The private hospital resembled something out of a third world war zone with multiple patients sharing the same bed and many of them spread out on the ground. They showed me to the room with the guy from the accident - he laid awake on the bed with bandages all over his head and I appologised the best I could for the fuck-up. He was surprisingly accommodating and forgiving. I was also introduced to his wife and his uncle - a surprisingly jolly and friendly fellow (and owner of the damaged bike), who was to lead the negotiations for the family.

I had a Comesa third party insurance that Iíve arranged in Addis Ababa that covered all the sub saharan African countries, except RSA. Iíve proposed to arrange the settlement via Comesa rather than me paying once off sum - not to save money, but rather to cover any possible future expenses once Iím gone. But they were keen on cash - feeling guilty for this whole fuck-up I didnít argue and eventually paid 1000 USD - all the USD cash I had on me (which I used as a lever). Over the following 3 years out of guilt I did end up sending another about 3000 USD, whenever the family presented a believable story of despair. And I was also asked by the lady police office for some donation and gave her some Ugandan Shillings (contradicting what I said in the prior installment about not paying single bribe in Africa - forgot about this one, and anyway it felt much more like after fact voluntary donation, as I didnít need anything from them anymore).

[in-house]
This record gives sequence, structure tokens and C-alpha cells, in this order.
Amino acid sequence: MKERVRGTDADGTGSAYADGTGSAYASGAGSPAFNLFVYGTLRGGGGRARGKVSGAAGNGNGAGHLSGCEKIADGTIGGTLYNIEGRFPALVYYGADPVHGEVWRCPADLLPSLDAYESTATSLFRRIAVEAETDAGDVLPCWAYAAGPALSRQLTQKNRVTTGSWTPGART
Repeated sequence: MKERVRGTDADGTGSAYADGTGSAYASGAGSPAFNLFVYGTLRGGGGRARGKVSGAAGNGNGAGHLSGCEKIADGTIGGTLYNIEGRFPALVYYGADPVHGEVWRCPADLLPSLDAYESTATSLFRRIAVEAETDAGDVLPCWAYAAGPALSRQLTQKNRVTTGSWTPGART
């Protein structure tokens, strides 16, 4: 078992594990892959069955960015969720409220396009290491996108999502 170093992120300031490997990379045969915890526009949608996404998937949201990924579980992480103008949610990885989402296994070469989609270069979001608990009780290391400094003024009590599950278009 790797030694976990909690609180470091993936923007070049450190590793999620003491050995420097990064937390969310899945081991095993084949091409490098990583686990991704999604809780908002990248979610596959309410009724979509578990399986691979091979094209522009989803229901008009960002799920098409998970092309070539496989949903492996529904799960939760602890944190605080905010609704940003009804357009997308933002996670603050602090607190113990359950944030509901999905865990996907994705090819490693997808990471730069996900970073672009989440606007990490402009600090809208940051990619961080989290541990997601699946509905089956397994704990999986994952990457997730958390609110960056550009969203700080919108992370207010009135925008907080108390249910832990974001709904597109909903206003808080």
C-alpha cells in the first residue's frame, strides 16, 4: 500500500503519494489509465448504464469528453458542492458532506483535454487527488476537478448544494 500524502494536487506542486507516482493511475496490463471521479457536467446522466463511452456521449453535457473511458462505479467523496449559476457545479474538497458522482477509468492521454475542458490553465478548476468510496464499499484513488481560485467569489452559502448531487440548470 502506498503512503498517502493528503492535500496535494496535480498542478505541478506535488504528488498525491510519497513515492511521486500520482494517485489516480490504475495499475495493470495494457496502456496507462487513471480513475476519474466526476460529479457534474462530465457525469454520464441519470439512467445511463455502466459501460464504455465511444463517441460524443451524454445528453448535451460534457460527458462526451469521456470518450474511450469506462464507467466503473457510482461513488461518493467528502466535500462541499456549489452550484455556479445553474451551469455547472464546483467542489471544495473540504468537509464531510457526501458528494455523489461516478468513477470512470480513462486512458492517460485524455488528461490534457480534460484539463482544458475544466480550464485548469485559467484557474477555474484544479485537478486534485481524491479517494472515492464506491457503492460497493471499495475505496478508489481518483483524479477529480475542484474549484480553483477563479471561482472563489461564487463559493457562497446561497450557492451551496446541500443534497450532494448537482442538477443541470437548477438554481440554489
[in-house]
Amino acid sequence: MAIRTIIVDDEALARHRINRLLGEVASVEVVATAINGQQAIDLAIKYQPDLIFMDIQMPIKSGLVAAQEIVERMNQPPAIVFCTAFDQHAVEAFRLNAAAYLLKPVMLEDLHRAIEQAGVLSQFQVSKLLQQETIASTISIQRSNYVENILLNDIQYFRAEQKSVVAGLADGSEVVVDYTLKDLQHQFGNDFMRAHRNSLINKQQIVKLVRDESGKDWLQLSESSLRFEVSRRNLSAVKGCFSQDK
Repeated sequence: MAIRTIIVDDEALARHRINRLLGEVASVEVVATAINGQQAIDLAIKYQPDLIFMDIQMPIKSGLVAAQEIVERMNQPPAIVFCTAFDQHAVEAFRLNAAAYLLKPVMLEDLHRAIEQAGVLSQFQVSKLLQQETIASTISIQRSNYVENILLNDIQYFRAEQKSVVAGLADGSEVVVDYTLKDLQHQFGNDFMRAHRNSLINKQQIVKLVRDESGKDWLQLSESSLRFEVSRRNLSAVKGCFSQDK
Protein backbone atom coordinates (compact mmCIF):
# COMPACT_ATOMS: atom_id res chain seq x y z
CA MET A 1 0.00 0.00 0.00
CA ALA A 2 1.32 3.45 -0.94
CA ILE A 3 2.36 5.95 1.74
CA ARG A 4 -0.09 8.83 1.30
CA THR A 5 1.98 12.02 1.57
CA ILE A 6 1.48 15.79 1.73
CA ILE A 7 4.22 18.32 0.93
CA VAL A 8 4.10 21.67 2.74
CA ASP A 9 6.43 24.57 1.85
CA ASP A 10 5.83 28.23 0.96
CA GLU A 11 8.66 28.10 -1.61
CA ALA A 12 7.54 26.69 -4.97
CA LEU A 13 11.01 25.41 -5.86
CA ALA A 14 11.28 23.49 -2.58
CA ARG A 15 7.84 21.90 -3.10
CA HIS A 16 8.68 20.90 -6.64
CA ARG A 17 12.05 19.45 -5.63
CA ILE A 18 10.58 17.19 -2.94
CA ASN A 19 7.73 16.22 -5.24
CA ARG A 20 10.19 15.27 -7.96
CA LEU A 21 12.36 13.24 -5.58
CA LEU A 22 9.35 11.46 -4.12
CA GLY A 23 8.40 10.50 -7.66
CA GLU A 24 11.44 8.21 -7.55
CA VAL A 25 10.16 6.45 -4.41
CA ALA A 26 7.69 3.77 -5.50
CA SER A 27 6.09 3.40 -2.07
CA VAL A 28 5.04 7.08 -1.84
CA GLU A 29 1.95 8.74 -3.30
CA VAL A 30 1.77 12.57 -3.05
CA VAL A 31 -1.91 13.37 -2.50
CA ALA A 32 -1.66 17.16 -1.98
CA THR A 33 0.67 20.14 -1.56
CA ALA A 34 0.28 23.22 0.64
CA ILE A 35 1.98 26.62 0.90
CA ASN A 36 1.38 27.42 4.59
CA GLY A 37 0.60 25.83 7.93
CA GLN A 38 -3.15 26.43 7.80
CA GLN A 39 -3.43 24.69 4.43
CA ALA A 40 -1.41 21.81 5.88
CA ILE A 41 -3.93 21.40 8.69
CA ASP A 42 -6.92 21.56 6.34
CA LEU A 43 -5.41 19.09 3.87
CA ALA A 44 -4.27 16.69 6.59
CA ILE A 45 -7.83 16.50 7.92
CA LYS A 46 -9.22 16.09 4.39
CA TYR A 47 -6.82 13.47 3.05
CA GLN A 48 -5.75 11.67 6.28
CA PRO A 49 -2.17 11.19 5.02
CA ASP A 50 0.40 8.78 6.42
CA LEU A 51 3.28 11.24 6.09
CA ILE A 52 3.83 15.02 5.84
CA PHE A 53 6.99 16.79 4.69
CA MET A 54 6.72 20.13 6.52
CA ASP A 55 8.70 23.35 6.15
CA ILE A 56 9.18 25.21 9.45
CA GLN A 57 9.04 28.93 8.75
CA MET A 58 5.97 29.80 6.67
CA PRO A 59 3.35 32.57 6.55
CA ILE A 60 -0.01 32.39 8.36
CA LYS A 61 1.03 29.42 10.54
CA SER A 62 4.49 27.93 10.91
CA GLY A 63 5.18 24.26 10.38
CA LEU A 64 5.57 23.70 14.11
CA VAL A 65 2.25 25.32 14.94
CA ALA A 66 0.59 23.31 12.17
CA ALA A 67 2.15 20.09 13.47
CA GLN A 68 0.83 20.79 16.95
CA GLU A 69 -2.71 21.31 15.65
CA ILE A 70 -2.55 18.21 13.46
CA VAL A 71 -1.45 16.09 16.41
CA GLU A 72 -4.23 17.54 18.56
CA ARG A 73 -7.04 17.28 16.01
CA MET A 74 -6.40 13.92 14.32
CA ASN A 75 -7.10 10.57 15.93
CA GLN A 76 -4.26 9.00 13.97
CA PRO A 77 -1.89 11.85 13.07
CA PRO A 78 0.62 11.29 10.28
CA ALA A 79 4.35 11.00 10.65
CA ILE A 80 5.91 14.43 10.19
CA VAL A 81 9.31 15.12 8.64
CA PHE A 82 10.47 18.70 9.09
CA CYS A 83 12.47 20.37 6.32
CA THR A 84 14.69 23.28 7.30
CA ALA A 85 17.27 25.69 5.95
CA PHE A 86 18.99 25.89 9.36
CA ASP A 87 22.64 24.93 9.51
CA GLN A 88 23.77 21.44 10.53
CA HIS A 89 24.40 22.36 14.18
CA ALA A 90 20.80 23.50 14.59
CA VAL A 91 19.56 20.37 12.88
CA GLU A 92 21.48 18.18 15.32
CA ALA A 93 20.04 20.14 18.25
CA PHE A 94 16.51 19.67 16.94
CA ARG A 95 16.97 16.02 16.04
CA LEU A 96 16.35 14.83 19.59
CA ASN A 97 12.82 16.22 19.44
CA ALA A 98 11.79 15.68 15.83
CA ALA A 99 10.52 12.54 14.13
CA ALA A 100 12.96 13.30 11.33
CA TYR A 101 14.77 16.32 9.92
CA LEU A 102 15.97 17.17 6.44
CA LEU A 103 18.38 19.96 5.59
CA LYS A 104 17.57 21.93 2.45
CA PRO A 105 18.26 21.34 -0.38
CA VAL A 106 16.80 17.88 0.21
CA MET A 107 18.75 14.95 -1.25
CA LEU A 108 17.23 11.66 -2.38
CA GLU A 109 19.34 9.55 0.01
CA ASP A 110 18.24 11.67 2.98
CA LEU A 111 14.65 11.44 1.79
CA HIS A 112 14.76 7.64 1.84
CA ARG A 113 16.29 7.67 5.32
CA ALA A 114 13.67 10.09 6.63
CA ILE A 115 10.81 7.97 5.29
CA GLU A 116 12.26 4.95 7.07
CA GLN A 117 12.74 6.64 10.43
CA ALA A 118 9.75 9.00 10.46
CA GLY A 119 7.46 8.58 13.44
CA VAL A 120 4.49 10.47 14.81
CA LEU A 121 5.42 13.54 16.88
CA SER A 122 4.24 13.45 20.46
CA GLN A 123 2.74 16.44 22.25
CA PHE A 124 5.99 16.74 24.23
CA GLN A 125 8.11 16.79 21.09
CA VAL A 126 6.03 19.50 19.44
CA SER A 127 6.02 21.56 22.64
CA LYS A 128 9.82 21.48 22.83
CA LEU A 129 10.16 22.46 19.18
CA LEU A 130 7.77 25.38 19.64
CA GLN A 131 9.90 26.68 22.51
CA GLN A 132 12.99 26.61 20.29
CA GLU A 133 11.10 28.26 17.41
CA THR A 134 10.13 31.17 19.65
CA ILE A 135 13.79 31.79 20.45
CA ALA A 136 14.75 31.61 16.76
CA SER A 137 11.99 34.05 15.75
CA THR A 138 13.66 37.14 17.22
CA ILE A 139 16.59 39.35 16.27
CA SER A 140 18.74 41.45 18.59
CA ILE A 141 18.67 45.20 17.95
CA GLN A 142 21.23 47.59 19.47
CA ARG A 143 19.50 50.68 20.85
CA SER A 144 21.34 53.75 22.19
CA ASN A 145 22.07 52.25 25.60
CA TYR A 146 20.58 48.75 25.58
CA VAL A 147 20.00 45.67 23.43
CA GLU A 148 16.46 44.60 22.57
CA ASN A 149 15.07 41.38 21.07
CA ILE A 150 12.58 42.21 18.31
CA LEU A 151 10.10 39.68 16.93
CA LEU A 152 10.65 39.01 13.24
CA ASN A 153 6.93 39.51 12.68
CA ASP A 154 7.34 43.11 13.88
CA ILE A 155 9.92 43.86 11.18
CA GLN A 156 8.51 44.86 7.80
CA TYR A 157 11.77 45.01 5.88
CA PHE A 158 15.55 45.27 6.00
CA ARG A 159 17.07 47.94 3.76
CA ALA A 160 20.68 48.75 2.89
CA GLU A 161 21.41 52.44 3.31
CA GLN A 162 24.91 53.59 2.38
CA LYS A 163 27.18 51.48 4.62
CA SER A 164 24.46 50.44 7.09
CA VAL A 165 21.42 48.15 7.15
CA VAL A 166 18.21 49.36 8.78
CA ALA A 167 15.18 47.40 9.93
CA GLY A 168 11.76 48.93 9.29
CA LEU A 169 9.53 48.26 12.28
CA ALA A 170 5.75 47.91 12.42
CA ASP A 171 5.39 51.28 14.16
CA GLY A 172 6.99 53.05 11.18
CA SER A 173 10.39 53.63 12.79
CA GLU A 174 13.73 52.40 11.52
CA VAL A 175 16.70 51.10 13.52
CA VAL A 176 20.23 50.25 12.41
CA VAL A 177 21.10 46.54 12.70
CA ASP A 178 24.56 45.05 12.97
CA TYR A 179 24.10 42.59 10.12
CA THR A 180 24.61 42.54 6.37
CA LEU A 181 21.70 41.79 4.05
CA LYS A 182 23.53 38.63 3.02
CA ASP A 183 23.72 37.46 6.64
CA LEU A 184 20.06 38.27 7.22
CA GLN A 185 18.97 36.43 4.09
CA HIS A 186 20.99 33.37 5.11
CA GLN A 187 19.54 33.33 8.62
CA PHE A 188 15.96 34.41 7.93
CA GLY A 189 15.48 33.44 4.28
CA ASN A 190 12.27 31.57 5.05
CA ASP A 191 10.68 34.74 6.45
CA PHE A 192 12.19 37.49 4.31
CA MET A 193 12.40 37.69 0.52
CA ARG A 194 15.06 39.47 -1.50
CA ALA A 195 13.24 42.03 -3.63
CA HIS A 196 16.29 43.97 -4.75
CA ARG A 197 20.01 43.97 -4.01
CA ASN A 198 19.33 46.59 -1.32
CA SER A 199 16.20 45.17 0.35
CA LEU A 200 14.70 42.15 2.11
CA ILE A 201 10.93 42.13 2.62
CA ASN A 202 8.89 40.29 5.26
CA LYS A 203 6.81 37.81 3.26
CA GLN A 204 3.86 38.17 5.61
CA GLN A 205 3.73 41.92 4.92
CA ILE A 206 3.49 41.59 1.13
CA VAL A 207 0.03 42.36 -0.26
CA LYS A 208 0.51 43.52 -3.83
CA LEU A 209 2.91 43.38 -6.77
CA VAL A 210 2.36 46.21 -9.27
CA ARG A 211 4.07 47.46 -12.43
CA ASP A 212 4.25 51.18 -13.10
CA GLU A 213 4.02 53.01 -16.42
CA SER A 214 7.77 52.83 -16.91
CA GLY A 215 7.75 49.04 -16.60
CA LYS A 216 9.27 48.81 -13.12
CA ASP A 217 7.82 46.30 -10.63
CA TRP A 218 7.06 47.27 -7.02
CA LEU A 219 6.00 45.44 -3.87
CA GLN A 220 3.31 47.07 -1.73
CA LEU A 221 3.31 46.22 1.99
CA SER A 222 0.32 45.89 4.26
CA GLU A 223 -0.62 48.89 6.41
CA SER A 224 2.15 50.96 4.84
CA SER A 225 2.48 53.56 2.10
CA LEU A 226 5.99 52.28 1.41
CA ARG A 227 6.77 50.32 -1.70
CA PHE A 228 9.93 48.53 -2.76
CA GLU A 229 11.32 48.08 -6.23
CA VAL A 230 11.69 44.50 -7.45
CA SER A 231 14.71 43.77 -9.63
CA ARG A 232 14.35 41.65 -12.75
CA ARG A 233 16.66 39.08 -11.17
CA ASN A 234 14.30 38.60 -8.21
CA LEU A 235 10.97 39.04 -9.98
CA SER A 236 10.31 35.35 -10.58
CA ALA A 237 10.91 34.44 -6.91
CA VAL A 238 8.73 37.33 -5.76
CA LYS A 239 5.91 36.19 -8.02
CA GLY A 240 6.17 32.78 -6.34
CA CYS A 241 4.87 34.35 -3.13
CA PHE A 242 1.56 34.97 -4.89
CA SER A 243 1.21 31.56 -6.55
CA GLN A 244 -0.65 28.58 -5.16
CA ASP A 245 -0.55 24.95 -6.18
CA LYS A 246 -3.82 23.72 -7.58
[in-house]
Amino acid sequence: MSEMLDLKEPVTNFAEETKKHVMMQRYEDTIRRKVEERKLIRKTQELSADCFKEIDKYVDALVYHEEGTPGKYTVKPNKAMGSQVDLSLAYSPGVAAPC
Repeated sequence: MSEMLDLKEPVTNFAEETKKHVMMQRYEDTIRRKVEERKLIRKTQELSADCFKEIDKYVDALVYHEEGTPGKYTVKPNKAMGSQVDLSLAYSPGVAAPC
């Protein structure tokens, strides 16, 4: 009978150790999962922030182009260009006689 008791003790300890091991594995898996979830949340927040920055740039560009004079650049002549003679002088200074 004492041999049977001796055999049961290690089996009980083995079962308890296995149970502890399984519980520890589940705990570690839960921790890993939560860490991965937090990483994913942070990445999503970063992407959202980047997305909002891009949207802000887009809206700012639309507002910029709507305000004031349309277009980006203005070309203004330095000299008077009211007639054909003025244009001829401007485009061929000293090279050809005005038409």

The uncle seemed really happy with the deal and even proposed that one of his sons can fix my box smashed in the accident - for additional fee of course. We agreed and the son managed to hammer and rivet the box back roughly into its original shape in the hotel parking lot.

All this rollercoaster took the whole day to ride, so I stayed one more night in the hotel - this time actually sleeping and set-off again only next day.
« Last Edit: November 24, 2014, 12:11:22 am by Xpat »

Offline King Louis

Re: Africa - Photoreport
« Reply #112 on: November 24, 2014, 12:59:13 pm »